Kyle Piira boosted

A recent article on a big tech news site included this phrase:

"[...] Linux phones like the PinePhone, [...]are full of closed-source firmware from non-open components"

We'd like to clear the record: The #PinePhone has two blobs -- neither runs on the main SoC: One loaded to WiFi/BT module, other enclosed within the cell modem. In the modern world of tech, both blobs are unavoidable.

For an overview from someone with deep knowledge of both the PinePhone and Librem 5: tuxphones.com/yet-another-libr

Kyle Piira boosted

Elisa is a new KDE music player that's being worked on and I really like the look of it.

community.kde.org/Elisa

Kyle Piira boosted

So, SourceHut is not hosted in anyone's cloud. I own all of the hardware outright and colocate most of it in a local datacenter.

I just built a new server for git.sr.ht, and boy is she a beat. It cost me about $5.5K as a one-time upfront cost, and now I just pay for power, bandwidth, and space, which runs about $650/mo for *all* of my servers (10+).

Ran back of the napkin numbers with AWS's price estimator for a server of equivalent specs, and without even considering bandwidth usage it'd cost me almost TEN GRAND PER MONTH to host JUST that server alone on AWS.

AWS is how techbro startups pile up and BURN their investor money.

Kyle Piira boosted
Kyle Piira boosted

The plurality of Linux distros is often spotlighted as some kind of issue. I agree that "fragmentation" is a marketing headache, but a technical one?

I don't think so.

Using Linux is (to me) inherently about choice. My choice, your choice, other people's choice. People choice to approach things in different ways for different reasons for different results. To experiment. To push boundaries. Reinvent. Rethink.

Linux is, for me, a momentum or a force, not a standardised end product or ideal.

The thing I think is funny about DRM is that media companies spend millions on building it, but at the end of the day it can all be undone by any 12 year old with some screen recording software.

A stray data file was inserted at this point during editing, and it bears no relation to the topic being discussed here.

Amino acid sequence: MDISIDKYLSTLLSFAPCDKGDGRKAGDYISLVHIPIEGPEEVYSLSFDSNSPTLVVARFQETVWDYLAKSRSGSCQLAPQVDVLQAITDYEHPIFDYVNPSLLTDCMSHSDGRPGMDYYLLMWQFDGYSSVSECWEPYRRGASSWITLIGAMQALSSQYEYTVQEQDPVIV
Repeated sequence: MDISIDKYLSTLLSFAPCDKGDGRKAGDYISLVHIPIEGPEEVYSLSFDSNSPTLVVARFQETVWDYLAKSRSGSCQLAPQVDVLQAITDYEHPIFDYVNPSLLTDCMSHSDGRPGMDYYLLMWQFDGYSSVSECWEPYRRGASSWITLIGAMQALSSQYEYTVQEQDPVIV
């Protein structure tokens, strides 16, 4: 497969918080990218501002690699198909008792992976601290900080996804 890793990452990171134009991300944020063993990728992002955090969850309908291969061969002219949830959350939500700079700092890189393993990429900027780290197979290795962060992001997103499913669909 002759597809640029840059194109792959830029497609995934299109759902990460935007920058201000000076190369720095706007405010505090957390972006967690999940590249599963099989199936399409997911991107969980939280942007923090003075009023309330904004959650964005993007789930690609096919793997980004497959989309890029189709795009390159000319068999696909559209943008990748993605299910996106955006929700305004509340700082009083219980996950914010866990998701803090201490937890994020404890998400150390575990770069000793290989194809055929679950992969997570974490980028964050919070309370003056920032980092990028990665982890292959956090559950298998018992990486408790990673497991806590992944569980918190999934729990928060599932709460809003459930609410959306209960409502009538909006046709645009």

Decided to enable the feature to delete everything after 15 failed login attempts on my phone.

Kyle Piira boosted

@kyle The prospect of something like sudden account termination scares the hell out of me, but I'm still very invested with Google. I remain only through some combination of fear, procrastination, and denial. A dangerous trifecta!

Can I just say that I really like the new style for Firefox tick boxes.

Kyle Piira boosted

@kyle I just installed the WordPress ActivityPub plugin to my blog. This is my first ActivityPub enabled blog post!

wordpress.org/plugins/activity

Kyle Piira boosted

So I was recently asked why I prefer to use free and open source software over more conventional and popular proprietary software and services.

A few years ago I was an avid Google user. I was deeply embedded in the Google ecosystem and used their products everywhere. I used Gmail for email, Google Calendar and Contacts for PIM, YouTube for entertainment, Google Newsstand for news, Android for mobile, and Chrome as my web browser.

I would upload all of my family photos to Google Photos and all of my personal documents to Google Drive (which were all in Google Docs format). I used Google Domains to register my domain names for websites where I would keep track of my users using Google Analytics and monetize them using Google AdSense.

I used Google Hangouts (one of Google’s previous messaging plays) to communicate with friends and family and Google Wallet (with debit card) to buy things online and in-store.

My home is covered with Google Homes (1 in my office, 1 in my bedroom, 1 in the main living area) which I would use to play music on my Google Play Music subscription and podcasts from Google Podcasts.

I have easily invested thousands of dollars into my Google account to buy movies, TV shows, apps, and Google hardware devices. This was truly the Google life.

Then one day, I received an email from Google that changed everything.

“Your account has been suspended”

Just the thing you want to wake up to in the morning. An email from Google saying that your account has been suspended due to a perceived Terms of Use violation. No prior warning. No appeals process. No number to call. Trying to sign in to your Google account yields an error and all of your connected devices are signed out. All of your Google data, your photos, emails, contacts, calendars, purchased movies and TV shows. All gone.

I nearly had a heart attack, until I saw that the Google account that had been suspended was in fact not my main personal Google account, but a throwaway Gmail account that I created years prior for a project. I hadn’t touched the other account since creation and forgot it existed. Apparently my personal Gmail was listed as the recovery address for the throwaway account and that’s why I received the termination email.

Although I was able to breathe a sigh of relief this time, the email was wake up call. I was forced to critically reevaluate my dependence on a single company for all the tech products and services in my life.